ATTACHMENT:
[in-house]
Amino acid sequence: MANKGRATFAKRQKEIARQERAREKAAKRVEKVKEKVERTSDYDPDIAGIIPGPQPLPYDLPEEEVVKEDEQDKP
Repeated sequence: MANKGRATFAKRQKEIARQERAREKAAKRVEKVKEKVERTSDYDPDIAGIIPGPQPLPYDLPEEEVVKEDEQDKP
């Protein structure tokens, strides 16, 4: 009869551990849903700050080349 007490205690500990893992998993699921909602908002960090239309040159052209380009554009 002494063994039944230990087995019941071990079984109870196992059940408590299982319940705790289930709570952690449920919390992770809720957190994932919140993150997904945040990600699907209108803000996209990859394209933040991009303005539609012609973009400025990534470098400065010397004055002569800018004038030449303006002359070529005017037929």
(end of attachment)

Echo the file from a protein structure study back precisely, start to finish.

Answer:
[in-house]
Amino acid sequence: MANKGRATFAKRQKEIARQERAREKAAKRVEKVKEKVERTSDYDPDIAGIIPGPQPLPYDLPEEEVVKEDEQDKP
Repeated sequence: MANKGRATFAKRQKEIARQERAREKAAKRVEKVKEKVERTSDYDPDIAGIIPGPQPLPYDLPEEEVVKEDEQDKP
């Protein structure tokens, strides 16, 4: 009869551990849903700050080349 007490205690500990893992998993699921909602908002960090239309040159052209380009554009 002494063994039944230990087995019941071990079984109870196992059940408590299982319940705790289930709570952690449920919390992770809720957190994932919140993150997904945040990600699907209108803000996209990859394209933040991009303005539609012609973009400025990534470098400065010397004055002569800018004038030449303006002359070529005017037929």